Chicago Bulls News: Scottie Pippen has harsh words for former team

The Chicago Bulls star had some pretty harsh words when discussing his former team.

If the Chicago Bulls were an internet meme, they would probably be the “This is Fine” meme from artist K.C. Green. You’re likely familiar with it — it’s the one displaying a yellow cartoon dog sipping coffee while everything around him burns. Below the dog is the caption “this is fine.” It’s meant to poke fun at the dog’s lack of awareness, but its message hits too close to home for Bulls fans.

That message was underscored further when former Bulls great, Scottie Pippen, had some harsh words regarding the team’s current roster construction.

Before we get to those comments, it’s important to note that Pippen has remained a special advisor to owner Jerry Reinsdorf for many years, so his comments are not those of a disinterested fan, but as someone who appears to have the ear of the team’s owner. That he spoke so freely about the current state of the Bulls shows how much the organization is in disarray at the moment.

Now, for those comments. Pippen recently appeared on ESPN’s The Jump, as the league prepares to host the All-Star Game from Chicago. Pippen joined host Rachel Nichols, along with Michael Wilbon and Tracy McGrady.”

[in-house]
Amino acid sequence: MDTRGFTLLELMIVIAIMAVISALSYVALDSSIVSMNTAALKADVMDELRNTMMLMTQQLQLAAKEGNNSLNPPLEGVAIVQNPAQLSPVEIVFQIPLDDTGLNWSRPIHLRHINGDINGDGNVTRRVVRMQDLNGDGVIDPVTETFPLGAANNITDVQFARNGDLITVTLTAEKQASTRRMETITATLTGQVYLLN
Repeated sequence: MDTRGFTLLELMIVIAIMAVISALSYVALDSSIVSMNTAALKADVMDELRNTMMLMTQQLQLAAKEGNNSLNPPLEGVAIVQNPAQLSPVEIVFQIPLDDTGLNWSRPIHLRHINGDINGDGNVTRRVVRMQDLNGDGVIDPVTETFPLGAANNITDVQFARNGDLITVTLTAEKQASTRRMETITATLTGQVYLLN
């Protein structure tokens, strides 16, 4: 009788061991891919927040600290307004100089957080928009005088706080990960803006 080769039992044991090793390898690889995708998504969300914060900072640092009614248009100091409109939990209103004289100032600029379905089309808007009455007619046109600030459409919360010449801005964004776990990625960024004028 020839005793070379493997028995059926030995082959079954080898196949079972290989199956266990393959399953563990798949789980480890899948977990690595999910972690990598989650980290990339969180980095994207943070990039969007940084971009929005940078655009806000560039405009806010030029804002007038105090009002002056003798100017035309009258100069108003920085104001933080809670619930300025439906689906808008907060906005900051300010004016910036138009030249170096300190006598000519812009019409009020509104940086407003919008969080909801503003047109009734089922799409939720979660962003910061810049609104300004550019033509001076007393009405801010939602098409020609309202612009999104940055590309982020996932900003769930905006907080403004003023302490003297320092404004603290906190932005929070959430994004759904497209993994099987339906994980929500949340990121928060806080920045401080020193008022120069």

McGrady criticized the talent of the Bulls starting lineup, giving Pippen the opening he needed. In response to McGrady’s comments, Pippen agreed, stating “the Bulls starting lineup are not true starters in this league.” He added, “half the time, I don’t even know half the players on the team.”

Obviously that comment was meant to be tongue in cheek, as of course, he knows who the players are. His point was that the team is comprised of players who lack star power. Essentially, each night, the Bulls trot out a lineup consisting of players who would best be described as “meh.”

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Considering this team should be at the tail end of its latest rebuild, the fact that they still lack what Pippen considers to be legitimate starters is a huge indictment on management. It’s emblematic of the losing culture Joh Paxson, Gar Forman, and Jerry Reinsdorf have cultivated over the years, which has dissuaded big-time free agents from considering Chicago as a destination. Having a coach that appears universally loathed by his players certainly can’t help either. But hey — “everything is fine,” right?

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